Memuru Veo Massif

Scandinavian Mountains over 2000 metres - James Baxter

AreasMemuru Veo Massif › 11.9 Semeltind (2236m)

Semeltinden, 2236 m, rises as a huge pyramid at the east end of Langvatnet in the very middle of Jotunheimen. Together with its neighbour, Visbretind, it completely dominates the north side of the valley and lake. The north, west and south sides of the mountain are largely composed of steep scree and craggy outcrops, while the east side is predominantly steep cliffs and the Semelbreen glacier. This glacier flows into the lake, Semelbretjörni, where it calves large icebergs, which except for middle and late summer when they can drift, are embedded in the sheet of ice that covers the lake for most of the year.

This lake must have been about 5 metres higher until quite recently when a dam, undoubtedly caused by the Semelbreen glacier, melted away and allowed the water to pass out. Evidence of this can be seen as a sharp contour, about 5 vertical metres above the surface, round the lake where there is only extremely recent lichen growth compared to the more established older growths above this. This contour is only really discernable when viewed from high above the lake.

The Route from Spiterstulen Lodge
total distance for return trip28km   
total ascent and descent1320m   
total time for return journey 9-11hrs
difficulty rating - 7season: jul, aug, septno skiingno glacier crossingno climbingnot suitable for wet conditions

From Spiterstulen head south up the wide arterial Visdalen valley keeping about 200m to the east of the river. The path crosses some small streams after 2 to 3 km, then arrives at the glacial torrent of the Heillstuguåi stream which is now bridged in two places. Cross these bridges and continue along the east side of the Visa River for another 2 ½ km until the path forks. Take the south fork which gently climbs out of the main valley towards the mouth of the Urdadalen valley passing to the east of a small gorge. After a further 2 km you will now be in Urdadalen valley itself and the gentle gradient become even more gentle as it continues south across mixed flat areas of softer ground and boulder fields. The boulder fields become more prominent as you head south to the first lake. From here camping possibilities become very limited and uncomfortable for the next 5 km so if you intend to camp it is best to seek a site before the most northerly lake. Continue south up the Urdadalen valley passing 2 lakes on the east side and then start to climb large smooth slabs of rock to reach the pass of Urdadalsbandet. From the pass descend down to the most northerly of the southern 3 lakes which is passed on the west side. At the outflow of this lake cross the stream to gain the bottom of the north ridge. There is a small but uninviting campsite here.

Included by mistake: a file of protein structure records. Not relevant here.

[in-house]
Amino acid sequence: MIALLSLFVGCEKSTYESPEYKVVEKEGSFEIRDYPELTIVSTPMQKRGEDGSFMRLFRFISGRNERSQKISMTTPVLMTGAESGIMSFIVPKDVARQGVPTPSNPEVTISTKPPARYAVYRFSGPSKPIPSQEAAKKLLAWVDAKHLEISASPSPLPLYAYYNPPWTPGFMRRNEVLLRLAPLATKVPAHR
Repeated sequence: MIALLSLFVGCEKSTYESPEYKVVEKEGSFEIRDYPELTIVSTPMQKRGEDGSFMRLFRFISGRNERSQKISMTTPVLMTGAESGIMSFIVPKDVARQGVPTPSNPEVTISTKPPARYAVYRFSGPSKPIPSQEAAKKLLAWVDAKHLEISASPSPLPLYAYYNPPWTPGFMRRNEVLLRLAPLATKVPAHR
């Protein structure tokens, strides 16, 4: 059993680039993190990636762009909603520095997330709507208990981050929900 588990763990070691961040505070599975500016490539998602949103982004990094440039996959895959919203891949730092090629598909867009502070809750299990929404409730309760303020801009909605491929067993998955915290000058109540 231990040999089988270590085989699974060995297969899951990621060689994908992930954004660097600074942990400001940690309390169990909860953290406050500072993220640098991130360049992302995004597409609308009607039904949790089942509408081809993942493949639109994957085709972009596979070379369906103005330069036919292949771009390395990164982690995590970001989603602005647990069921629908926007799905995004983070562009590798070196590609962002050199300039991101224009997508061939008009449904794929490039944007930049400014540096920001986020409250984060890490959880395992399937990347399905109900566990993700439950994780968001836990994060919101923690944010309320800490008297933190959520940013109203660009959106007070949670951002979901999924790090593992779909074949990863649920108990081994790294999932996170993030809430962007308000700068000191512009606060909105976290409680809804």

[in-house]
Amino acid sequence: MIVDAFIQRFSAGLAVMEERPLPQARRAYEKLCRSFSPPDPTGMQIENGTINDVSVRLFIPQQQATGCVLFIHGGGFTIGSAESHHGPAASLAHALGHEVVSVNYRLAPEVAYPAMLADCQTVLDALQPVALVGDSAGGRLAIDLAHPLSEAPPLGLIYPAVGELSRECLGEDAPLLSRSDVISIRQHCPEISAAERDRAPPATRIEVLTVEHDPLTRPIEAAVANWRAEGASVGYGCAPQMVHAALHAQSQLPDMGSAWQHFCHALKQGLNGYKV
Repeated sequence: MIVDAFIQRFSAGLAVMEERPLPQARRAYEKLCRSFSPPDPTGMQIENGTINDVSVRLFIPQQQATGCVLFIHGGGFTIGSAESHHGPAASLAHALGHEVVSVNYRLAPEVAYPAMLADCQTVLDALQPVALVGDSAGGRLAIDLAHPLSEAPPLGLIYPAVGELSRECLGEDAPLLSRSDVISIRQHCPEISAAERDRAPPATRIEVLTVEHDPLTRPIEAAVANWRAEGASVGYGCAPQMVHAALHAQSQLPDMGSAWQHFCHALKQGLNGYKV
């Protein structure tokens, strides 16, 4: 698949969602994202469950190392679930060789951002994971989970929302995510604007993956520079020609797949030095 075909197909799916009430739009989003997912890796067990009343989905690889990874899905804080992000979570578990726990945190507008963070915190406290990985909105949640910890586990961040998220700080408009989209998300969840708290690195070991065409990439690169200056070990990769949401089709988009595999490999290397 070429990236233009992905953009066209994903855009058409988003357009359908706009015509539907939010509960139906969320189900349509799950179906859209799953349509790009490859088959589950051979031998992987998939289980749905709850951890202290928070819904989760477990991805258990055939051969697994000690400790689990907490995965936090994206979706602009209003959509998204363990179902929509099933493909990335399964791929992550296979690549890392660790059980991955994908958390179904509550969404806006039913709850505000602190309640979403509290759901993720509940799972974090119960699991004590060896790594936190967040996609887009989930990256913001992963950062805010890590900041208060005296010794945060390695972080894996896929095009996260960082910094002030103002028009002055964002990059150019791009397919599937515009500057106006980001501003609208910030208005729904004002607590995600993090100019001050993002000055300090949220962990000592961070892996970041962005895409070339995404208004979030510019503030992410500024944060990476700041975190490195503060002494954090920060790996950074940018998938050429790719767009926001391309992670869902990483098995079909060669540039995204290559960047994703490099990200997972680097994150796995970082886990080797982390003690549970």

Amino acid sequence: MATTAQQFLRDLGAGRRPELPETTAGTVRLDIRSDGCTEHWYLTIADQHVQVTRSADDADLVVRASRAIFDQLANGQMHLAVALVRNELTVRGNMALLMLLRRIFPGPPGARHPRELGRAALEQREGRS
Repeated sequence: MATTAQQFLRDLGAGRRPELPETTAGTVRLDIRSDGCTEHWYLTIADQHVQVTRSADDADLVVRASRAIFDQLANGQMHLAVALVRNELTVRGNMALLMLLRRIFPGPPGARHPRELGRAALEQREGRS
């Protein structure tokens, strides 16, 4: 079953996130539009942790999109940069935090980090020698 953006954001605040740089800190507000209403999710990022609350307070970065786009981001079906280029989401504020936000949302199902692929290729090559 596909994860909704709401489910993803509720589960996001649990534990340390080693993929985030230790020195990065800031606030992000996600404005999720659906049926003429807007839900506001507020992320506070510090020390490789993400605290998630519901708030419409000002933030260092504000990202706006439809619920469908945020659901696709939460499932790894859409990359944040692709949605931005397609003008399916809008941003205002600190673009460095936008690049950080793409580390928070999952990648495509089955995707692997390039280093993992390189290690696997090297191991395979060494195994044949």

From the outflow of the lake 1618m, start up the north ridge which initially consists of large rounded slabs of smooth, recently exposed rock. A long strip of glacier will be on the left. All too quickly these pleasant slabs start to get interspersed with scree and boulders and the going becomes steeper. After 300 vertical metres from the lake the slabs disappear altogether and the terrain of unforgiving boulders becomes much steeper again. These steep boulders continue from here for another 300m all the way to the top. The top is marked by a huge cairn and has a substantial bivouac stone circle. Being pretty much in the centre of Jotunheimen there is a spectacular view in all directions, especially to the west where peaks soar above their glaciated cirques until the horizon is reached. From the top it is quite clear to see how the glacial lake has dropped in height, as the glacier retreated.

On the descent the same steep boulders have to be negotiated for 300 vertical metres. At this stage the gradient of the glacier/snowfield becomes much shallower and its western edge can be followed down to almost the lake. There are no crevasses but towards the bottom of the glacier, surface rivers have gouged out deep slots and there is also the occasional well in the ice.